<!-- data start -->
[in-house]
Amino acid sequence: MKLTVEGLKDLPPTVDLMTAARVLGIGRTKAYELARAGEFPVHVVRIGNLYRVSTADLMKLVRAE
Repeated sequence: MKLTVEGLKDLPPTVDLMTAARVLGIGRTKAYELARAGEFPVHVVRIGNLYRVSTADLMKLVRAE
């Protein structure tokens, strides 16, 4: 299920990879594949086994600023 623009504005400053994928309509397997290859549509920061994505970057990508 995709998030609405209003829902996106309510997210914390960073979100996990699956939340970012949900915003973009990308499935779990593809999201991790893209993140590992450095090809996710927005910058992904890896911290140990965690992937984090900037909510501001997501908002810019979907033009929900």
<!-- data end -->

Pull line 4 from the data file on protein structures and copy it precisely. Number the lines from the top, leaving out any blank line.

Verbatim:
């Protein structure tokens, strides 16, 4: 299920990879594949086994600023 623009504005400053994928309509397997290859549509920061994505970057990508 995709998030609405209003829902996106309510997210914390960073979100996990699956939340970012949900915003973009990308499935779990593809999201991790893209993140590992450095090809996710927005910058992904890896911290140990965690992937984090900037909510501001997501908002810019979907033009929900």